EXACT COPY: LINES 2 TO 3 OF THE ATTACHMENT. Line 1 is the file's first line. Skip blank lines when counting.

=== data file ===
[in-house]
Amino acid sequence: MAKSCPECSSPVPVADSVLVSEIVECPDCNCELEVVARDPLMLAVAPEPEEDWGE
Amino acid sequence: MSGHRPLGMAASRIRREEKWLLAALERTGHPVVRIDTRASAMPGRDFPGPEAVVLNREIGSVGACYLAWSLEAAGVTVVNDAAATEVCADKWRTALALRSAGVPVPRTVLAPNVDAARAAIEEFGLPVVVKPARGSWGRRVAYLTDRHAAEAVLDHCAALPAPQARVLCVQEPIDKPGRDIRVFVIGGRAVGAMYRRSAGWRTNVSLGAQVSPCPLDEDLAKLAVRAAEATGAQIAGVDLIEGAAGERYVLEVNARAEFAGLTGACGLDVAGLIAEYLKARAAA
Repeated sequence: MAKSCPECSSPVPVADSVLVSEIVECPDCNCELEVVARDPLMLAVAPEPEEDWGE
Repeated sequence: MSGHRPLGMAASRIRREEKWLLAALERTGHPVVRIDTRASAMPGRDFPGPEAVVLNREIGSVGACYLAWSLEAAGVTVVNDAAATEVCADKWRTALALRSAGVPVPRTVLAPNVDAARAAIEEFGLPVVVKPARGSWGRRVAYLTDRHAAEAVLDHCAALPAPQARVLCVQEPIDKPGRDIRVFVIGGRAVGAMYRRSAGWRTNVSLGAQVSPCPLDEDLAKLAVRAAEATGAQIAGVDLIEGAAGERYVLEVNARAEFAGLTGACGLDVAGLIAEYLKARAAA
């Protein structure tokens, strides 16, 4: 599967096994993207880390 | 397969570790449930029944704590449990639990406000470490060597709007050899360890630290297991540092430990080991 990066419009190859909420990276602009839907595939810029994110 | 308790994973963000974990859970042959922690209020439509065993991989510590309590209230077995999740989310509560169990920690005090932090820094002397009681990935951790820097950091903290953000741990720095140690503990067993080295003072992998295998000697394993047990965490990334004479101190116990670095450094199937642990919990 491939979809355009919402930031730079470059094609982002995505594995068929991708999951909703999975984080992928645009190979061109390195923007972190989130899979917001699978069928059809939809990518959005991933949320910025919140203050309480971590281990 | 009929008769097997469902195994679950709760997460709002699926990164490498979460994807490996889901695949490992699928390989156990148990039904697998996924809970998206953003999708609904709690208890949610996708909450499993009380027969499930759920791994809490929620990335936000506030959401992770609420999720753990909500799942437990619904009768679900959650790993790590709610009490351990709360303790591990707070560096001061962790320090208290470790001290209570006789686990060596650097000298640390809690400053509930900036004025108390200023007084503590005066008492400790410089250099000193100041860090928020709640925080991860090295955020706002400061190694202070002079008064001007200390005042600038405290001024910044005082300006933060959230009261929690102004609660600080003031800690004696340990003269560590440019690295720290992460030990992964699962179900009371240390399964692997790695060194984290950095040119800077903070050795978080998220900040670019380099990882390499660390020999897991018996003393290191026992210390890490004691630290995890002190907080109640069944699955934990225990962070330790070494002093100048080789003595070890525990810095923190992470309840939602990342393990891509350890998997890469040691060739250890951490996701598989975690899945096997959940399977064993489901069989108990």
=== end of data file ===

Amino acid sequence: MAKSCPECSSPVPVADSVLVSEIVECPDCNCELEVVARDPLMLAVAPEPEEDWGE
Amino acid sequence: MSGHRPLGMAASRIRREEKWLLAALERTGHPVVRIDTRASAMPGRDFPGPEAVVLNREIGSVGACYLAWSLEAAGVTVVNDAAATEVCADKWRTALALRSAGVPVPRTVLAPNVDAARAAIEEFGLPVVVKPARGSWGRRVAYLTDRHAAEAVLDHCAALPAPQARVLCVQEPIDKPGRDIRVFVIGGRAVGAMYRRSAGWRTNVSLGAQVSPCPLDEDLAKLAVRAAEATGAQIAGVDLIEGAAGERYVLEVNARAEFAGLTGACGLDVAGLIAEYLKARAAA